Reel Bad Arabs: Hollywood’s Take on 325m People
Hollywood has contributed for decades to promoting the images of negative and demeaning stereotypes of Blacks, Native American Indians, Asians, and other ethnic groups, including Arabs. While taking aim at many of these groups may have become politically incorrect in today’s society, the assault on the representation of Arabs in movies continues.
Even Disney’s Aladdin, which targets a younger audience, contains sordid and biased images, songs and dialogue that can effectively taint children’s attitudes towards Arabs. The opening song of the movie Aladdin, sung by an Arab bad guy, includes these lyrics: “I come from a land, from a faraway place where the caravan camels roam, where they cut off your ear if they don’t like your face – it’s barbaric, but hey, it’s home.” What’s a child to assume when hearing this?
In the early days of Hollywood, as far back as the 1920s, Arabs have been portrayed as “thieves, charlatans, murderers, and brutes.” Many movies often just throw in unseemly Arab characters or negative references to Arabs, despite the movies’ plots or themes having anything at all to do with Arabs or the Middle East, such as 1985’s film Back to the Future and 1995’s Father of the Bride 2. Arabs are often depicted as heartless savages to fill the antagonists’ roles when the plotline calls for bad guys.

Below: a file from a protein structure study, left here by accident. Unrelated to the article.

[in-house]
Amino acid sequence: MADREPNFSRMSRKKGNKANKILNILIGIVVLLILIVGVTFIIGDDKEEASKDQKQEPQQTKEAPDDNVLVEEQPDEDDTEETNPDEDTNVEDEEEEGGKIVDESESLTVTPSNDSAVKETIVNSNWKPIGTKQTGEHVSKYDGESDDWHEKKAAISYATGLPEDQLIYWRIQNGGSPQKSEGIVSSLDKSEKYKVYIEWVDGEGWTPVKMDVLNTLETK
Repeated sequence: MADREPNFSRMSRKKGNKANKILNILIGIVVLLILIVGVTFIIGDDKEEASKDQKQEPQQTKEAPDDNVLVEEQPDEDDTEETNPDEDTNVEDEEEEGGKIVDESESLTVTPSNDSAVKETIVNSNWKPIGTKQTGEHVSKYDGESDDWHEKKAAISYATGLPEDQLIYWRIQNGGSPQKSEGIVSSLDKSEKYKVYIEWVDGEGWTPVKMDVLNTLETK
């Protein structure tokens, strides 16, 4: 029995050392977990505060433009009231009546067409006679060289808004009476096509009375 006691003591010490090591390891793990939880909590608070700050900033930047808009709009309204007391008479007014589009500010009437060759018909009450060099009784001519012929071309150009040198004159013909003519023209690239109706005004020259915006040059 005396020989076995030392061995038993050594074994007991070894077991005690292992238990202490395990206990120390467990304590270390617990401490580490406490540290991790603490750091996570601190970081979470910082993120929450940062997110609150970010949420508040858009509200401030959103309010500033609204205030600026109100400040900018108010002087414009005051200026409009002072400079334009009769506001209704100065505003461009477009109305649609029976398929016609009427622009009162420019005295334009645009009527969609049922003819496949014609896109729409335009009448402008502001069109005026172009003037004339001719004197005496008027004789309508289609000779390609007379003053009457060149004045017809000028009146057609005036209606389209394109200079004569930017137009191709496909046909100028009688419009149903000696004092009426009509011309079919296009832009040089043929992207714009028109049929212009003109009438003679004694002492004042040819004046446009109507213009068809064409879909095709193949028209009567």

“I think whenever we see anyone being villified on a regular basis, we have to speak up whether we are image makers or not. We have to take a stand and say this is morally and ethically wrong to demonize a people,” says Dr. Jack Shaheen, author of Reel Bad Arabs: How Hollywood Vilifies a People.
Hollywood and Washington are forever linked in the movies. It’s natural for Hollywood to produce movies about certain historical events. But what about movies that are just for pure entertainment? Is there a correlation between the large percentage of Hollywood power players being Jewish and the consistently negative portrayals of Arabs in the movies? (Joel Stein wrote this interesting op-ed piece about this topic.) Have we just become so conditioned to seeing this type of thing in the movies that it has made us insensitive to the harm that these stereotypes can do? Is Hollywood being irresponsible with its continuous negative depictions of Arabs in the movies?